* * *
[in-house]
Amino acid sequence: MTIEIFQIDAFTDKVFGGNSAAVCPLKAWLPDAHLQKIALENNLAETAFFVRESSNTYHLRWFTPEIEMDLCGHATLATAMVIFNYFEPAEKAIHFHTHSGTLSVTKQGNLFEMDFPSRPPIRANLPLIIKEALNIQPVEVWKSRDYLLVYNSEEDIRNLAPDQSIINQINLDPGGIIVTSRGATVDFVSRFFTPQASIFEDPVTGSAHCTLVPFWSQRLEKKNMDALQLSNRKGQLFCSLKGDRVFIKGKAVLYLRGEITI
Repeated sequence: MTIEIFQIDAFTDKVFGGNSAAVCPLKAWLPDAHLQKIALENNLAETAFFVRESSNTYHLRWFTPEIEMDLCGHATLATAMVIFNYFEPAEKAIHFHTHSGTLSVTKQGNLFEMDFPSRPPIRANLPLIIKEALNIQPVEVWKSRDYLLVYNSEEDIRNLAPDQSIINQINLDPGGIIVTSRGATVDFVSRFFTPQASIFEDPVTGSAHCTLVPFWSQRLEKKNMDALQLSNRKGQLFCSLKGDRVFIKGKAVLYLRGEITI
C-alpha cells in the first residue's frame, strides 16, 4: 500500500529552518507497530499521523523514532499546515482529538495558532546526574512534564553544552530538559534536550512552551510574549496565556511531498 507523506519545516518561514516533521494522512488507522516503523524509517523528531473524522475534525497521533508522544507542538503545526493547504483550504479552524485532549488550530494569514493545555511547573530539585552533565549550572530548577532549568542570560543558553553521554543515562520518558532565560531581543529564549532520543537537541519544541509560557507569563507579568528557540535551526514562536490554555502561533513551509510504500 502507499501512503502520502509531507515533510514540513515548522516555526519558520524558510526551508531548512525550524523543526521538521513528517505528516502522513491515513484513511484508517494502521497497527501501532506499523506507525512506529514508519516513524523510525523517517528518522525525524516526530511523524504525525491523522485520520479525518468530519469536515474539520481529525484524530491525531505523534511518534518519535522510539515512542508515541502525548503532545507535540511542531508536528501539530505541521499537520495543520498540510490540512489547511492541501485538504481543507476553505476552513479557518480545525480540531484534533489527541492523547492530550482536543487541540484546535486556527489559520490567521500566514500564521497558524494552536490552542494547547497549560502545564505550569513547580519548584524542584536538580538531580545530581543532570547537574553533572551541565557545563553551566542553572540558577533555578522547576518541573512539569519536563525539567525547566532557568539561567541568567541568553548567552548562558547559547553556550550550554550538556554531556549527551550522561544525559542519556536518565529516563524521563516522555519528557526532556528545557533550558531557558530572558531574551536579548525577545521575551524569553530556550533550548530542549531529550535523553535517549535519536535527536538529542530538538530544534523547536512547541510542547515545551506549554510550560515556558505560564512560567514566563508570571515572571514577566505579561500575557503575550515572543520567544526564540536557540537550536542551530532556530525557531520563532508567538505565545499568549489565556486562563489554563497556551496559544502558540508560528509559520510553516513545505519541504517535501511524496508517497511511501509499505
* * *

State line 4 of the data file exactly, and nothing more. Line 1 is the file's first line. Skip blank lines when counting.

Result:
C-alpha cells in the first residue's frame, strides 16, 4: 500500500529552518507497530499521523523514532499546515482529538495558532546526574512534564553544552530538559534536550512552551510574549496565556511531498 507523506519545516518561514516533521494522512488507522516503523524509517523528531473524522475534525497521533508522544507542538503545526493547504483550504479552524485532549488550530494569514493545555511547573530539585552533565549550572530548577532549568542570560543558553553521554543515562520518558532565560531581543529564549532520543537537541519544541509560557507569563507579568528557540535551526514562536490554555502561533513551509510504500 502507499501512503502520502509531507515533510514540513515548522516555526519558520524558510526551508531548512525550524523543526521538521513528517505528516502522513491515513484513511484508517494502521497497527501501532506499523506507525512506529514508519516513524523510525523517517528518522525525524516526530511523524504525525491523522485520520479525518468530519469536515474539520481529525484524530491525531505523534511518534518519535522510539515512542508515541502525548503532545507535540511542531508536528501539530505541521499537520495543520498540510490540512489547511492541501485538504481543507476553505476552513479557518480545525480540531484534533489527541492523547492530550482536543487541540484546535486556527489559520490567521500566514500564521497558524494552536490552542494547547497549560502545564505550569513547580519548584524542584536538580538531580545530581543532570547537574553533572551541565557545563553551566542553572540558577533555578522547576518541573512539569519536563525539567525547566532557568539561567541568567541568553548567552548562558547559547553556550550550554550538556554531556549527551550522561544525559542519556536518565529516563524521563516522555519528557526532556528545557533550558531557558530572558531574551536579548525577545521575551524569553530556550533550548530542549531529550535523553535517549535519536535527536538529542530538538530544534523547536512547541510542547515545551506549554510550560515556558505560564512560567514566563508570571515572571514577566505579561500575557503575550515572543520567544526564540536557540537550536542551530532556530525557531520563532508567538505565545499568549489565556486562563489554563497556551496559544502558540508560528509559520510553516513545505519541504517535501511524496508517497511511501509499505